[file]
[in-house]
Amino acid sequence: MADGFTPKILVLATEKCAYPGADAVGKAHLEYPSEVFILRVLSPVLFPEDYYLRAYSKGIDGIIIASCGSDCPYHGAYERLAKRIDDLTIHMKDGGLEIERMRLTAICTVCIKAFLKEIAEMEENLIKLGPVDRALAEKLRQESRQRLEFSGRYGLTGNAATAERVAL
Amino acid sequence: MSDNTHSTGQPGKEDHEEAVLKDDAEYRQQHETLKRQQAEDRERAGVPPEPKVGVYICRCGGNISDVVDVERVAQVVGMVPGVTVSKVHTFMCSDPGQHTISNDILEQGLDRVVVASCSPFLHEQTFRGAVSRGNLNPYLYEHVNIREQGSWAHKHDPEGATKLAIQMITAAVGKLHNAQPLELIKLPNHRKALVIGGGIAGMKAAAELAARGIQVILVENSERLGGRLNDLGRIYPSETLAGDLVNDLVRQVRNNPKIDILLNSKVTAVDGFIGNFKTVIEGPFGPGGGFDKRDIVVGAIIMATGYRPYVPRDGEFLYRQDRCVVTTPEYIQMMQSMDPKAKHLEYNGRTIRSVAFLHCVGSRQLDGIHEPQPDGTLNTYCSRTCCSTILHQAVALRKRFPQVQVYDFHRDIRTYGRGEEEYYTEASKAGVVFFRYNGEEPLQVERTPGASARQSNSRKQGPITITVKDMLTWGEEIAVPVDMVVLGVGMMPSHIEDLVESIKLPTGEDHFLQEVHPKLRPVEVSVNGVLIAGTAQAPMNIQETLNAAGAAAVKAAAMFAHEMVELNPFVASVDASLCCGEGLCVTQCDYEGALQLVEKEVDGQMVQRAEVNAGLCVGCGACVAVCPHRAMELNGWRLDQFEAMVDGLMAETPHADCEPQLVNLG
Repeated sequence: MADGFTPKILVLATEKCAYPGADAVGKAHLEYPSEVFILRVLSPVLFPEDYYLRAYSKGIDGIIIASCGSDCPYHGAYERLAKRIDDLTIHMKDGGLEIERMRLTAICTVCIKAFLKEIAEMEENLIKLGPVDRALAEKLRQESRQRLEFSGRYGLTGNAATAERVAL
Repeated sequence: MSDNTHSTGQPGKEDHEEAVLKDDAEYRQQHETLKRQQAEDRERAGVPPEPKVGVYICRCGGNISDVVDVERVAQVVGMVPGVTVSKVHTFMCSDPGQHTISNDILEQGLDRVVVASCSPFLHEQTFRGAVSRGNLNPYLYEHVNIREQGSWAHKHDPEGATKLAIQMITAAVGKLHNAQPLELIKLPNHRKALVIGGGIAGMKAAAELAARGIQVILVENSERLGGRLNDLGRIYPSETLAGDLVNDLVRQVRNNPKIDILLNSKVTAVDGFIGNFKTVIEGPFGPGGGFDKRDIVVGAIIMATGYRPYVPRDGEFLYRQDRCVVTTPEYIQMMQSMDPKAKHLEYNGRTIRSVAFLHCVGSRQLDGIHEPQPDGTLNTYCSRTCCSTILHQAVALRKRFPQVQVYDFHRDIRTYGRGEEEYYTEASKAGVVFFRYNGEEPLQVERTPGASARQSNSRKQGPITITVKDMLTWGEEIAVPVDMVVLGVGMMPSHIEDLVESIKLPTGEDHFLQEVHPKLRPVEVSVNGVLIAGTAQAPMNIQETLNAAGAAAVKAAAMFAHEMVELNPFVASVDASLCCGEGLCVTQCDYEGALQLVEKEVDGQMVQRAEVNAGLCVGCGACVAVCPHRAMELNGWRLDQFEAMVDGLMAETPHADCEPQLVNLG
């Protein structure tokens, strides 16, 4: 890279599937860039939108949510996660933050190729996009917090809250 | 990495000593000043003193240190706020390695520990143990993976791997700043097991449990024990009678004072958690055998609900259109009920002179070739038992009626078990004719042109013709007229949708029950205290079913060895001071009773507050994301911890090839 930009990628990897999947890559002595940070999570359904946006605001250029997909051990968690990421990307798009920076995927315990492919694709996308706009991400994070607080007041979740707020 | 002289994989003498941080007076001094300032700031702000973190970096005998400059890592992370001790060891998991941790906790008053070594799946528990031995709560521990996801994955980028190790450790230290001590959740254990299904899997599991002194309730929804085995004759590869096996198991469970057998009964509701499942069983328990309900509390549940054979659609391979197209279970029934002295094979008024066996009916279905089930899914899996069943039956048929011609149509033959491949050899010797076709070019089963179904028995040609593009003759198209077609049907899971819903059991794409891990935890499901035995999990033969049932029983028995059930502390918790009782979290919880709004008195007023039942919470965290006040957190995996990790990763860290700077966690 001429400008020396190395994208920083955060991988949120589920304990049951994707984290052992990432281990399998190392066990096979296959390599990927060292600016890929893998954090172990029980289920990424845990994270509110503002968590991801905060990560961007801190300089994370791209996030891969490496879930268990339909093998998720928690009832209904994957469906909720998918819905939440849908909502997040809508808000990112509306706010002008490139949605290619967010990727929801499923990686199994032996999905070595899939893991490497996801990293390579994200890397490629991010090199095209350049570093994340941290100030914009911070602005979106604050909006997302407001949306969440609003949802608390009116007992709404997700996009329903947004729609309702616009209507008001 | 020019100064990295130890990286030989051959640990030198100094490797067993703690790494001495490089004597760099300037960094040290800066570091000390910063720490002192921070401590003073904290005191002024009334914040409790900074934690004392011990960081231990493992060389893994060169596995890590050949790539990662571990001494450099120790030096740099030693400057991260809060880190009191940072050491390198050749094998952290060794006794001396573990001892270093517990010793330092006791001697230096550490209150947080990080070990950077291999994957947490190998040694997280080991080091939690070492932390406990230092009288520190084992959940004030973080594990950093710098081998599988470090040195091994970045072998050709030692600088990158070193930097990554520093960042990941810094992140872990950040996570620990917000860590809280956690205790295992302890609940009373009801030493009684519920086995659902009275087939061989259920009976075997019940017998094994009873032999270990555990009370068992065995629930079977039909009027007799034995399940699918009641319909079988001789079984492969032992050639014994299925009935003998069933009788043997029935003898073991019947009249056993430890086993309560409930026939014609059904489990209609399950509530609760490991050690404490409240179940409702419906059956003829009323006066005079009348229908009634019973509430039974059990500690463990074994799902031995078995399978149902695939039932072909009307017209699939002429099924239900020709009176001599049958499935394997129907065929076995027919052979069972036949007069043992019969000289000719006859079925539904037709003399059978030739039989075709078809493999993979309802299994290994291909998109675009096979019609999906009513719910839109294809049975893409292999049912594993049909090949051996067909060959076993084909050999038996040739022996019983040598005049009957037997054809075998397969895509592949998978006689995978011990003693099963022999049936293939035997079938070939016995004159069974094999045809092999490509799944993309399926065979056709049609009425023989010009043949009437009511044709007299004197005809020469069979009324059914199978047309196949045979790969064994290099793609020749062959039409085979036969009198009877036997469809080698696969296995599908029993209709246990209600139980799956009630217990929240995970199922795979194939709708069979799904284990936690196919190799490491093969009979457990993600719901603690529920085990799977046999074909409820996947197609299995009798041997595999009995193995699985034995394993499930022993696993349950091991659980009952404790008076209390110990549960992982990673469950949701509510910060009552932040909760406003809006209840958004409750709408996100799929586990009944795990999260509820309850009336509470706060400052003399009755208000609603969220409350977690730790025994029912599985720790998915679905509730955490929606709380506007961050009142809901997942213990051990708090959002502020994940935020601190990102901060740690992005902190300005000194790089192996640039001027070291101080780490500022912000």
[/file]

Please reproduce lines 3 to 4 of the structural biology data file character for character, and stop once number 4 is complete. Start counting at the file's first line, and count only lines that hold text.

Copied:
Amino acid sequence: MSDNTHSTGQPGKEDHEEAVLKDDAEYRQQHETLKRQQAEDRERAGVPPEPKVGVYICRCGGNISDVVDVERVAQVVGMVPGVTVSKVHTFMCSDPGQHTISNDILEQGLDRVVVASCSPFLHEQTFRGAVSRGNLNPYLYEHVNIREQGSWAHKHDPEGATKLAIQMITAAVGKLHNAQPLELIKLPNHRKALVIGGGIAGMKAAAELAARGIQVILVENSERLGGRLNDLGRIYPSETLAGDLVNDLVRQVRNNPKIDILLNSKVTAVDGFIGNFKTVIEGPFGPGGGFDKRDIVVGAIIMATGYRPYVPRDGEFLYRQDRCVVTTPEYIQMMQSMDPKAKHLEYNGRTIRSVAFLHCVGSRQLDGIHEPQPDGTLNTYCSRTCCSTILHQAVALRKRFPQVQVYDFHRDIRTYGRGEEEYYTEASKAGVVFFRYNGEEPLQVERTPGASARQSNSRKQGPITITVKDMLTWGEEIAVPVDMVVLGVGMMPSHIEDLVESIKLPTGEDHFLQEVHPKLRPVEVSVNGVLIAGTAQAPMNIQETLNAAGAAAVKAAAMFAHEMVELNPFVASVDASLCCGEGLCVTQCDYEGALQLVEKEVDGQMVQRAEVNAGLCVGCGACVAVCPHRAMELNGWRLDQFEAMVDGLMAETPHADCEPQLVNLG
Repeated sequence: MADGFTPKILVLATEKCAYPGADAVGKAHLEYPSEVFILRVLSPVLFPEDYYLRAYSKGIDGIIIASCGSDCPYHGAYERLAKRIDDLTIHMKDGGLEIERMRLTAICTVCIKAFLKEIAEMEENLIKLGPVDRALAEKLRQESRQRLEFSGRYGLTGNAATAERVAL